FauxPolitik

Sunday, October 31, 2004

Some Quick Hits: First, it's about damn time this happened:
The Internal Revenue Service has informed the NAACP that it is investigating whether the civil rights organization improperly "intervened in a political campaign" when it posted on its website a speech by Chairman Julian Bond that condemned the Bush administration's policies.
The NAACP has been a wholly owned subsidiary of the Democratic Party for my lifetime. They and the teachers' unions should get frisked in a big way.

Second, all the mainstream press could say about Karl Rove all year is that he's got a bag of dirty tricks, and he's used them all before; he's as cold-blooded as Lee Atwater, but without the dead man's love of the blues. (Last month's Atlantic Monthly had an archetype of this sort of crap. As a side note, have you noticed that, since Mike Kelly died, Atlantic is crawling with liberals? The magazine, which enjoyed a couple of years of whacking both sides, is back to its old place on the left.) Anyhoo, where's Rove's October Surprise, his last minute splash of mud, his final great dirty trick. Either way, 2004 is likely his swan song. Why not pull out all the stops? Could it be that Karl Rove is no worse a piece of shit than Donna Brazile? You won't read that in the Atlantic, anymore.

By the way, gents, cheers to you both for making your relatively unqualified (and I mean that in both senses) endorsements. The blogosphere, in general, is running pretty hard toward Bush (typical roundup here). The question remains whether this has to do with the right-winginess of this particular echo chamber. Razor always seems pretty convinced that the left is under-represented in blogland; but some relatively level-headed folks out there are using the word "landslide" rather freely. I think we're in for some surprises on Tuesday night. I suppose that's a pretty safe prediction, based on 2000. I still think that among the scenarios, one of the likeliest (and most satisfying) is the possibility of Kerry taking the electoral college, but not the popular vote. It would be throbbin' boner time to see how they address the no-mandate, illegitimate-president arguments they spat out in 2000. Some high-ranking Dems, in moments of sheer idiocy and naked partisanship, suggested that the electoral college had outlived its usefulness. I'd suffer a Kerry presidency just to laugh in their faces. Of course, one can expect the GOP to eat its own arguments from last time and take up its opponent's free cudgel: Bush v. Gore redux, but this time the GOP hires David Boies and starts impounding ballots.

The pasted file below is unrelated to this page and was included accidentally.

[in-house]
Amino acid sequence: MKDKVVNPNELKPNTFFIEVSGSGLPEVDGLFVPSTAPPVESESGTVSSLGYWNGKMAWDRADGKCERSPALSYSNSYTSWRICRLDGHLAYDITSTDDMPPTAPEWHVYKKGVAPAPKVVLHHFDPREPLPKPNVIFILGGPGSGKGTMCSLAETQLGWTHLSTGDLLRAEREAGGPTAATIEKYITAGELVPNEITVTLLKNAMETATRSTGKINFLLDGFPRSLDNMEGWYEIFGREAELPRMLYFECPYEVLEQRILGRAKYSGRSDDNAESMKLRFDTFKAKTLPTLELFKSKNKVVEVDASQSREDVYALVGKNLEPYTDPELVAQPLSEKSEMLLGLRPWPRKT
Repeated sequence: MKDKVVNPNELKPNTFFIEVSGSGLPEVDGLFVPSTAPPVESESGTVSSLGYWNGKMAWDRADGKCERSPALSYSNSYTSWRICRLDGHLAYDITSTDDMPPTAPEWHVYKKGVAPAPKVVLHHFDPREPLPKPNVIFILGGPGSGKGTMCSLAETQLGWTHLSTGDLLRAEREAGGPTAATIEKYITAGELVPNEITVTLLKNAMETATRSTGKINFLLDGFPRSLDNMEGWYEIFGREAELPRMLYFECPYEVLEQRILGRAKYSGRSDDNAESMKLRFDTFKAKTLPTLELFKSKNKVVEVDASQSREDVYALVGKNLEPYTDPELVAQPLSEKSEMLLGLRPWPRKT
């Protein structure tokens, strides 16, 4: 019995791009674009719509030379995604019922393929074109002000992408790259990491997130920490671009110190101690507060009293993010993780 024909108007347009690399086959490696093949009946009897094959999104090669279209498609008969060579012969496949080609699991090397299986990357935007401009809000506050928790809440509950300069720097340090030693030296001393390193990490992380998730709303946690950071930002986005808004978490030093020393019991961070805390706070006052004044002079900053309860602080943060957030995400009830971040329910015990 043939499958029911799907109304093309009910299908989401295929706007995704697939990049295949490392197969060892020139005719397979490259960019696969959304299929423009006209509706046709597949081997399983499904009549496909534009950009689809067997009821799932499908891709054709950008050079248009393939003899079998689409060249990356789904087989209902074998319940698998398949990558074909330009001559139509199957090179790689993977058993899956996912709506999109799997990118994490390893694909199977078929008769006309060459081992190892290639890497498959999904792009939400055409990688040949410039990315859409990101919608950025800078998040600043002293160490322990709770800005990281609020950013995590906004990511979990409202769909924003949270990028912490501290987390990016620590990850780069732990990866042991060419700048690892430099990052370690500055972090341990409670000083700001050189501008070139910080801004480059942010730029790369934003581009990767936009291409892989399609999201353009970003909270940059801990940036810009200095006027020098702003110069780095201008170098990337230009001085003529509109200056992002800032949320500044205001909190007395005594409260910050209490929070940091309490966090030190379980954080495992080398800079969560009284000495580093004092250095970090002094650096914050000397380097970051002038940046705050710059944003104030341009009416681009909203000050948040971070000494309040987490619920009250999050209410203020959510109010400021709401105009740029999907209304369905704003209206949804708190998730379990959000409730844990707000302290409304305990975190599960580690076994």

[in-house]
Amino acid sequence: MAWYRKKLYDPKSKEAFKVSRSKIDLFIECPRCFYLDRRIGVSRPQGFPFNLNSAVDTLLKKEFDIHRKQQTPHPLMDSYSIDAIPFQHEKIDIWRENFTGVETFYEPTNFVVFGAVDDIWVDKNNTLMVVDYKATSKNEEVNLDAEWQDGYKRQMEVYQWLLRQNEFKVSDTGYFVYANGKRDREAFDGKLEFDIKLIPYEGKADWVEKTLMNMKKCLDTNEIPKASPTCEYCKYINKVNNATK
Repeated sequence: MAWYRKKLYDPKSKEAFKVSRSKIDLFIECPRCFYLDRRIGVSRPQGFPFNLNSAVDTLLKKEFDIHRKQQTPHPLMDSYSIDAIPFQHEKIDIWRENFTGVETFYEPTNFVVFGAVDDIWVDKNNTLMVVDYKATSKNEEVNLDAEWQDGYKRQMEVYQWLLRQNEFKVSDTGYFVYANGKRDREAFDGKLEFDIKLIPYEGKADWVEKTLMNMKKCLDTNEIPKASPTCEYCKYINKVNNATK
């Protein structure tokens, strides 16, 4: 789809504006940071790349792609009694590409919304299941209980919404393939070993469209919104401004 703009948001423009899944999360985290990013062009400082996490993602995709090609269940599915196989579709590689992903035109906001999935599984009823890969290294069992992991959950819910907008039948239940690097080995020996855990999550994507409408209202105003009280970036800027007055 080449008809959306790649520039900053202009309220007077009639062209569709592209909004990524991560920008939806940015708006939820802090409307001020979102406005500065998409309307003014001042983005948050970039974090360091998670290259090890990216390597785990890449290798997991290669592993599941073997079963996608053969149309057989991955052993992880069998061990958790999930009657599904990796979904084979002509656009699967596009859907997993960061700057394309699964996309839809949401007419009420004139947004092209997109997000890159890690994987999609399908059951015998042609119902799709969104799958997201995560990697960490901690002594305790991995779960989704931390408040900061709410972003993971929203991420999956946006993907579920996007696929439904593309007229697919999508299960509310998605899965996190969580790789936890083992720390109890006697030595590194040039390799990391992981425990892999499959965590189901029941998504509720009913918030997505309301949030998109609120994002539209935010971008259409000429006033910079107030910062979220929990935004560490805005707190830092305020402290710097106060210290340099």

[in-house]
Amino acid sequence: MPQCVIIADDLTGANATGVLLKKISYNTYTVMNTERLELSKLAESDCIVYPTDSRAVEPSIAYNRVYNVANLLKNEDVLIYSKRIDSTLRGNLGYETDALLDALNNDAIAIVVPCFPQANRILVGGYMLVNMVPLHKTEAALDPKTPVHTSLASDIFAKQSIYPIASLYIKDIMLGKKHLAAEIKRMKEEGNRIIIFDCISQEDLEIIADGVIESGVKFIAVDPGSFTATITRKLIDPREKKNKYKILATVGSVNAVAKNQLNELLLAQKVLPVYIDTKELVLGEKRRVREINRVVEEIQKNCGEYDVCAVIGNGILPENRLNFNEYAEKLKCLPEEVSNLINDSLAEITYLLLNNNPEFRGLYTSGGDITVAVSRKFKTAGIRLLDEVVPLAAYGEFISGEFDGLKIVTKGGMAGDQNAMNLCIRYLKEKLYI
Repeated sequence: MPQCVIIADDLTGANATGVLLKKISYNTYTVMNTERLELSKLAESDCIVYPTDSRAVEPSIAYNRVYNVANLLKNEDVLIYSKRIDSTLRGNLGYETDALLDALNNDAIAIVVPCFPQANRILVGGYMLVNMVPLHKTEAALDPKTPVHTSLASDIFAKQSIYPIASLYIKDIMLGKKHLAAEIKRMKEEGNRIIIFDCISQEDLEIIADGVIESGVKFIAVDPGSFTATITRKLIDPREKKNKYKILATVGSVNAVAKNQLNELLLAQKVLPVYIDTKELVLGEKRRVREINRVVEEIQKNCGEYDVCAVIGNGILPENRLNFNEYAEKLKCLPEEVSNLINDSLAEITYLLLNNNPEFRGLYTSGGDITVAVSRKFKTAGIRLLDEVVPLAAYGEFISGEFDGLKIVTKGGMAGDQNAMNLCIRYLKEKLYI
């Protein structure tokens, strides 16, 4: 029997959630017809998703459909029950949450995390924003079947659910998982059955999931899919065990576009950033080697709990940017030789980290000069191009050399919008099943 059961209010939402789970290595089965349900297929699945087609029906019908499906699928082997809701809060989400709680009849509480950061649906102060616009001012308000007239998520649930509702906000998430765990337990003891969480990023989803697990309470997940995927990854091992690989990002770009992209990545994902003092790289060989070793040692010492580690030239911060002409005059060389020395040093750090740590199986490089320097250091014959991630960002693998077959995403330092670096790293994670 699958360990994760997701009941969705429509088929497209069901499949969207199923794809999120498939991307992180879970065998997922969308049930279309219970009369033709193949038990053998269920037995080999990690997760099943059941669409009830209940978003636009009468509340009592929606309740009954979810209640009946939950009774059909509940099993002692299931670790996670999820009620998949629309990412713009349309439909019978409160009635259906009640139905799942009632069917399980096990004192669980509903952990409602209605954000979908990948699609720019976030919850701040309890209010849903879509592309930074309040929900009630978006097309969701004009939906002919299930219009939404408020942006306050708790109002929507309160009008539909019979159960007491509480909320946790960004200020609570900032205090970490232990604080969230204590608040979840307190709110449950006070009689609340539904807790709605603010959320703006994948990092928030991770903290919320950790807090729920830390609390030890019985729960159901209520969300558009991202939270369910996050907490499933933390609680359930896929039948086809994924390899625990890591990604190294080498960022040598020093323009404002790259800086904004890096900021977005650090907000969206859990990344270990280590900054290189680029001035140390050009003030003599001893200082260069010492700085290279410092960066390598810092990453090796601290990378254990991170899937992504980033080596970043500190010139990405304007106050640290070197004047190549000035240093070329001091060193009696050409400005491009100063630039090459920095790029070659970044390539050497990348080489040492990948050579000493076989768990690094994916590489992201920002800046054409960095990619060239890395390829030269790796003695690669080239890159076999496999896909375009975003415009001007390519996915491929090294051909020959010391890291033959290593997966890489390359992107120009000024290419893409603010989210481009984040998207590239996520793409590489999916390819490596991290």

At any rate, I think it will be close. See you Tuesday night.

1 Comments:

  • If it meant avoiding the 2000 debacle, I'd take Bush in a landslide. Really. To go through all that bitterness again - I might have to move to Uraguay which just went socialist in its election.

    Someone I know from D.C. says the word on the street is indeed landslide, but for W. I wonder how people can figure these things out?

    If we do end up dead-locked again for a month, I say do away with the Electoral College. It will have proven its inefficiency showing 2000 not to be a fluke, but a trend. We cannot handle it.

    By Blogger Razor, at 9:07 AM  

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